NEW YORK (GenomeWeb News) – A research partnership project between the University of North Carolina, Chapel Hill, Roswell Park Cancer Institute, and Boston University will use a $19.3 million grant from the National Cancer Institute to study how genetics and environment interplay in breast cancer cases among younger African-American women.
The study continues ongoing efforts based at UNC's Lineberger Comprehensive Cancer Center to study why African-American women under the age of 45 are more likely to be diagnosed with aggressive types of breast cancer and have poorer outcomes than American women of European ancestry in the same age groups, according to UNC, BU, and Roswell.
In that age group, African-American women have a 76 percent five-year survival rate compared to an 88 percent survival rate for white women, according to the most recently-available data, according to UNC.
The grant will pull together breast cancer cases from four ongoing studies — the Carolina Breast Cancer Study, the Women's Circle of Health Study, the Black Women's Health study, and the Multiethnic Cohort Study, and will involve more than 5,000 participants.
"Our aim is to explore the potential biologic, environmental and epidemiologic causes of this difference in cancer incidence," Robert Millikan, a professor of cancer epidemiology at UNC, said in a statement today. "Our previous studies and those of our colleagues have suggested hypotheses that we will be investigating with this larger group of patients."
Millikan elaborated on the research later today in an email to GenomeWeb Daily News, stating that the partners will use DNA sequencing and study gene-environment interactions, and they will "evaluate previously identified genome-wide association study findings that were primarily discovered in whites and see how the results compare in African-Americans.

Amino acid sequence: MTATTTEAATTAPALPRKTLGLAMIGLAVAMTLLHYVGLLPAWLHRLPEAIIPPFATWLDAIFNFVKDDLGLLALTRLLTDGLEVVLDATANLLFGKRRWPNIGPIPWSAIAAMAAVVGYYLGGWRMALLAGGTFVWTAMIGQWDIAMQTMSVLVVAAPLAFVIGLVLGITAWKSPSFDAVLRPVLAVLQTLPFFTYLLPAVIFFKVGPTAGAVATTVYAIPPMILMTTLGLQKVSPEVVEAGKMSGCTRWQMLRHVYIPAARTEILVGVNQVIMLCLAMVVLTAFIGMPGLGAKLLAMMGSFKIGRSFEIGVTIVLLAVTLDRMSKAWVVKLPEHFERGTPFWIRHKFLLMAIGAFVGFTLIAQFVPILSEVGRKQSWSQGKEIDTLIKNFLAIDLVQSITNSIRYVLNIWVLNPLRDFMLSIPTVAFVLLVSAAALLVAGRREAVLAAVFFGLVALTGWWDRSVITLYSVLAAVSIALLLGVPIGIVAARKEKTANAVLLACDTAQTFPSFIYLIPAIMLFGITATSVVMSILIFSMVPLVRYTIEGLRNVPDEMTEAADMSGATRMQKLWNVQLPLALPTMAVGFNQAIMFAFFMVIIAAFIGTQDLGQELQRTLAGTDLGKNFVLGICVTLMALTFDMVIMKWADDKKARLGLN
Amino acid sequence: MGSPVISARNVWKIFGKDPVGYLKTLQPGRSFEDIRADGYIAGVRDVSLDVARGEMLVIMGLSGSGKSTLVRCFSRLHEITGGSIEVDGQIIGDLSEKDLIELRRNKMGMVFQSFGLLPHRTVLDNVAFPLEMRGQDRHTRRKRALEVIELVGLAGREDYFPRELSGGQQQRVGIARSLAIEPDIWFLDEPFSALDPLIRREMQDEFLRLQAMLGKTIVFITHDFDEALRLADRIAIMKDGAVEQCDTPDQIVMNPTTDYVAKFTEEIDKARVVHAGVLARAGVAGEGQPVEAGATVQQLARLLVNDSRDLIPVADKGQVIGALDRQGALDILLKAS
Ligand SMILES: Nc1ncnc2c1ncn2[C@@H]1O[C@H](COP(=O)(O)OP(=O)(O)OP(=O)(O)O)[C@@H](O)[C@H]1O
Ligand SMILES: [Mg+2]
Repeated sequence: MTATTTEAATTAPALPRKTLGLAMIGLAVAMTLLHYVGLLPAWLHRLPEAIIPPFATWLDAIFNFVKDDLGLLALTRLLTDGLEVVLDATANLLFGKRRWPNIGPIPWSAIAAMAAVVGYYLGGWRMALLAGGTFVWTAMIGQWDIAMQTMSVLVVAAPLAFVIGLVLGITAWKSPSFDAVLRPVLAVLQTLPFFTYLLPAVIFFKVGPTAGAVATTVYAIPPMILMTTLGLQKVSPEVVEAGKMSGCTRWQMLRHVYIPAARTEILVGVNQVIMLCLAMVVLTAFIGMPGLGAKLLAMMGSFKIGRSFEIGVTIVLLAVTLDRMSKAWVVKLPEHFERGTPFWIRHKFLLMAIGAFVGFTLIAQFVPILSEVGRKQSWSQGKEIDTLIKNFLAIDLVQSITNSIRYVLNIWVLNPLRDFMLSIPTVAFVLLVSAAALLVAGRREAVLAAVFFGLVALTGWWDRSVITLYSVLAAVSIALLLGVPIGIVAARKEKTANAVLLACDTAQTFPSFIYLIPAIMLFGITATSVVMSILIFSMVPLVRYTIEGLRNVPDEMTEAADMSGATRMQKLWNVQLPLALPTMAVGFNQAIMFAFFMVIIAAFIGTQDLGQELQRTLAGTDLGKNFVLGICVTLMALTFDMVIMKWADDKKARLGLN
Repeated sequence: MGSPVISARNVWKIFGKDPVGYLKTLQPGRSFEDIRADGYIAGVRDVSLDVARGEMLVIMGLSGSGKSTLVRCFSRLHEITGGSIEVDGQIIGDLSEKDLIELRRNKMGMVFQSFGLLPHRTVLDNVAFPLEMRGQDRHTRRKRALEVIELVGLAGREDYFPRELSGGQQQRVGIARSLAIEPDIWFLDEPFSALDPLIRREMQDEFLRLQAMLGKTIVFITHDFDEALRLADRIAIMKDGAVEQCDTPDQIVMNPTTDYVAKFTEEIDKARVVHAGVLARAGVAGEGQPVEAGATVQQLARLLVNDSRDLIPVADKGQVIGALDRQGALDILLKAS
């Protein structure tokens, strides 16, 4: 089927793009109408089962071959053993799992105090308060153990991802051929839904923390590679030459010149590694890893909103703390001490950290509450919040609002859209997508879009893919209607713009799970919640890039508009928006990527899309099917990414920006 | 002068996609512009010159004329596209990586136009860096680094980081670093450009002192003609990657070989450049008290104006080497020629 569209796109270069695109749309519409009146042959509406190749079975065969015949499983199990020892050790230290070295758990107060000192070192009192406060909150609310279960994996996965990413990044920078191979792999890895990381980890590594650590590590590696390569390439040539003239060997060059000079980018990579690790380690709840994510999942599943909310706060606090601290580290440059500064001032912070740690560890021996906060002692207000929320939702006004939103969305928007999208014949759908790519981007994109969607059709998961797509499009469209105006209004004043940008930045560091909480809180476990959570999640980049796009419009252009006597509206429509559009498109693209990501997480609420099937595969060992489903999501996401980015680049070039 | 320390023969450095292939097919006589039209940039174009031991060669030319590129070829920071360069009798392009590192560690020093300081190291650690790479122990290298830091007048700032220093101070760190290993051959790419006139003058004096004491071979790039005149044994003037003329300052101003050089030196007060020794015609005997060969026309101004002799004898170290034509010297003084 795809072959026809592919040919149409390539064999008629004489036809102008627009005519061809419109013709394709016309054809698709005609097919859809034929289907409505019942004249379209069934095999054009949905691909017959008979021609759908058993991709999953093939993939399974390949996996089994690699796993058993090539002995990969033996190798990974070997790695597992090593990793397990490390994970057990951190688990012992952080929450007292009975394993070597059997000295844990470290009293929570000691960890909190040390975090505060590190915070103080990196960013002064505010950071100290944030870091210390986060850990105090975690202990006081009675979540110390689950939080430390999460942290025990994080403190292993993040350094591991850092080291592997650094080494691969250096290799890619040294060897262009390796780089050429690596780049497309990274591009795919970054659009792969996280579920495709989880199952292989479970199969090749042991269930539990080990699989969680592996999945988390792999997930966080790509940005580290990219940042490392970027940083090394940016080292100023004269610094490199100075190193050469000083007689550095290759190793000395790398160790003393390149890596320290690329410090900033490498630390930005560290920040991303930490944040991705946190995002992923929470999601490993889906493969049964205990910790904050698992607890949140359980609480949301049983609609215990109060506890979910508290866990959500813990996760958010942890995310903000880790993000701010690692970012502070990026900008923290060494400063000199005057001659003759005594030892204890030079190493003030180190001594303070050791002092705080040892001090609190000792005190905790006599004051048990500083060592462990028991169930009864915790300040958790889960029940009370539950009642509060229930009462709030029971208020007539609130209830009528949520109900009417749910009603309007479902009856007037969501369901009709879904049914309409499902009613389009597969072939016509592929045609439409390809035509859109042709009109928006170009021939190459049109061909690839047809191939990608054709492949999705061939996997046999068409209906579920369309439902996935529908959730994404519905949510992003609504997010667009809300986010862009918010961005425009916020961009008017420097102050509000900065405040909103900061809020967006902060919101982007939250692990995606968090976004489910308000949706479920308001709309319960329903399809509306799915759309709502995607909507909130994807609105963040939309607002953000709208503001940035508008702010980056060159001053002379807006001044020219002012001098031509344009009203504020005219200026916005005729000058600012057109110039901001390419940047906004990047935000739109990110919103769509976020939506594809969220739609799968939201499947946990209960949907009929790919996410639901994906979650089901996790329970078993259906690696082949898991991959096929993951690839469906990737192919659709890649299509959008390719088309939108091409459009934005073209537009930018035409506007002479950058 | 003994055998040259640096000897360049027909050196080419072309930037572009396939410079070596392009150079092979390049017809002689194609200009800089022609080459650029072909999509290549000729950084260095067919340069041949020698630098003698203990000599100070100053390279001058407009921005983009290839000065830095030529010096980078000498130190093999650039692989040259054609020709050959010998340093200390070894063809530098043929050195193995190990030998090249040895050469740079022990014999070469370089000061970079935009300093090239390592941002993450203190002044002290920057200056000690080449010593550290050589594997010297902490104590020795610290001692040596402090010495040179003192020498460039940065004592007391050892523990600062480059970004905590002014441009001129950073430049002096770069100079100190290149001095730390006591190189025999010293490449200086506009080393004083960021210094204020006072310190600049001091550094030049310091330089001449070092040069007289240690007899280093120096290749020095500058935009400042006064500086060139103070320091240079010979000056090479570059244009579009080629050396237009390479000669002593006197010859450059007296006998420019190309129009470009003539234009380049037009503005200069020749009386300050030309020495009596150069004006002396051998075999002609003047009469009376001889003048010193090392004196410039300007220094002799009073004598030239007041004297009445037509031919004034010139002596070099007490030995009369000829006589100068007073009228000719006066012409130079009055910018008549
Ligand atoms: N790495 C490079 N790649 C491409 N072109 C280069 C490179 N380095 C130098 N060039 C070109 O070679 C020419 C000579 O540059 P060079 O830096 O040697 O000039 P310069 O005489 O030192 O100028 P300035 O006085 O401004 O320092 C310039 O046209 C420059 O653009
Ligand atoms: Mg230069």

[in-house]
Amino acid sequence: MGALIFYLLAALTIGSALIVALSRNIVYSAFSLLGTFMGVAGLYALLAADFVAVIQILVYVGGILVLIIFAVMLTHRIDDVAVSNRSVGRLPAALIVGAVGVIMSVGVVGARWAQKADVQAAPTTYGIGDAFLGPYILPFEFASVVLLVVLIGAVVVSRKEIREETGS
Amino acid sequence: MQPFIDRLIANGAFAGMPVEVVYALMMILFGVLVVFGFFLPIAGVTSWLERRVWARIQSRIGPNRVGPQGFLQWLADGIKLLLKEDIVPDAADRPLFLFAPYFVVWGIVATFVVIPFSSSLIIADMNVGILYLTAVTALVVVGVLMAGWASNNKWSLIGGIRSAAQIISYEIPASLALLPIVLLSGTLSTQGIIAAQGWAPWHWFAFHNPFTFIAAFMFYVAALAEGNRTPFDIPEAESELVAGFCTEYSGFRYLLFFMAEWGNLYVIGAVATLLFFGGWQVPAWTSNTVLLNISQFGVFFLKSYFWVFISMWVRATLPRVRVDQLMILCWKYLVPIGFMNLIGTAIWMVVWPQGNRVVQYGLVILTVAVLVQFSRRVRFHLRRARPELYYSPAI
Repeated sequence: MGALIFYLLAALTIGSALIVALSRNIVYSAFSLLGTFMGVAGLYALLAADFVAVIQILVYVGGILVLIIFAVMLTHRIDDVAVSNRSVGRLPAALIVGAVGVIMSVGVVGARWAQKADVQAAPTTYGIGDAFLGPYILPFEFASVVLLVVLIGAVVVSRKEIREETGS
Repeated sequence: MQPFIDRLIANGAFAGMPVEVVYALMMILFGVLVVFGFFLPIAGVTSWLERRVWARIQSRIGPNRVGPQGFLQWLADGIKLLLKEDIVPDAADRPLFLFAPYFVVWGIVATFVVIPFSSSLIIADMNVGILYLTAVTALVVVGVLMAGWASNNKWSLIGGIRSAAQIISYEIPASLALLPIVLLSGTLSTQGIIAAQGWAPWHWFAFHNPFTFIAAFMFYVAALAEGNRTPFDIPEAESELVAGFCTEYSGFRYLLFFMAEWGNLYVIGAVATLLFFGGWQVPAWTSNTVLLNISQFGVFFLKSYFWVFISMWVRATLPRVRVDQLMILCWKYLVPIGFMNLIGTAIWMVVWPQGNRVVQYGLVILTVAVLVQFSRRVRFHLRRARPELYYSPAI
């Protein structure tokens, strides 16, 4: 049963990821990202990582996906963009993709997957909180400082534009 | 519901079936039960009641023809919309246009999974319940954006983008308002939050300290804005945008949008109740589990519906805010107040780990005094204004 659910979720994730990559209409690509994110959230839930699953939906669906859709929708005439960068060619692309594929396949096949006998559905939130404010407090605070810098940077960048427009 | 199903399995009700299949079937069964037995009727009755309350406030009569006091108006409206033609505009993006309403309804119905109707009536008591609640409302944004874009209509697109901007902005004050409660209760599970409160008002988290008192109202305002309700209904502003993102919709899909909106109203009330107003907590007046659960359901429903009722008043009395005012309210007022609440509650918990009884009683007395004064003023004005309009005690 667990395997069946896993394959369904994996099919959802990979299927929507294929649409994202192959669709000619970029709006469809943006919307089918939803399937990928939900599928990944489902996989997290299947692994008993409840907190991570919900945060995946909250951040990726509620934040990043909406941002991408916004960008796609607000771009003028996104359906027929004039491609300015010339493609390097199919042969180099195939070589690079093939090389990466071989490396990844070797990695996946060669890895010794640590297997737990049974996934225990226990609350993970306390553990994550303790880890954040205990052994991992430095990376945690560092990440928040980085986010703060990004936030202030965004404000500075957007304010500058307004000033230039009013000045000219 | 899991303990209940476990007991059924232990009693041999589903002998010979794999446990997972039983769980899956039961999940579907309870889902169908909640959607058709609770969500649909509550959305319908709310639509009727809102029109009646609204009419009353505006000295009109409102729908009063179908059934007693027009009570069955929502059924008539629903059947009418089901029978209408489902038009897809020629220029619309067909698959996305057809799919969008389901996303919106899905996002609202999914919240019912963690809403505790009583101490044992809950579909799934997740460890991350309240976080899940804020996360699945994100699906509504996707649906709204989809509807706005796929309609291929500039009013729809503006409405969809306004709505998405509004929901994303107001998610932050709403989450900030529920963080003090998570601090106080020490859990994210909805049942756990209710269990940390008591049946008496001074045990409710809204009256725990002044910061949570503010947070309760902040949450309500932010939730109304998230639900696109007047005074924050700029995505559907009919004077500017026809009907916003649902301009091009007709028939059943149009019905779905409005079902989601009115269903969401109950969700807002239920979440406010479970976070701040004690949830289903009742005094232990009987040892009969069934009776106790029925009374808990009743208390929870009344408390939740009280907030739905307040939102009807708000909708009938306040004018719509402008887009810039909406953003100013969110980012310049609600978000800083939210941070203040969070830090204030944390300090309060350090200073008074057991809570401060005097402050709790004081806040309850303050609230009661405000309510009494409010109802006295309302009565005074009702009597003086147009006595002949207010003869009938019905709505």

"We anticipate that there will be interplay among inherited factors and the environment as it relates to breast cancer," Millikan stated.
Shelley Earp, director of the Lineberger Comprehensive Cancer Center, said that over the past decade Millikan and other UNC researchers have shown that breast cancer consists of five different sub-types.
"Their work initiated the exploration of black/white differences in breast cancer sub-types. The current study will assemble a population of African-American patients large enough to thoroughly examine the range of risk factors and genes that could be associated with the different breast cancer subtypes," Earp explained.
The researchers will focus on studying the different sub-types of breast cancer, and will place an emphasis on the most aggressive types.
The partners also will study a range of different characteristics and traits including genetic susceptibility; gene-environment interactions; reproductive history; hormonal factors; body size; early life and adult physical activity; and other risk factors to find out how they are involved in these different cancer subtypes.
The collaborative studies "will be the first to develop comprehensive models for contributions of genetic and non-genetic risk factors for breast cancer subtypes in African-American women," BU and Roswell said in a joint release.
The funding will be spread among the different core resources at each of the institutions involved in the study, Millikan noted in his e-mail to GWDN.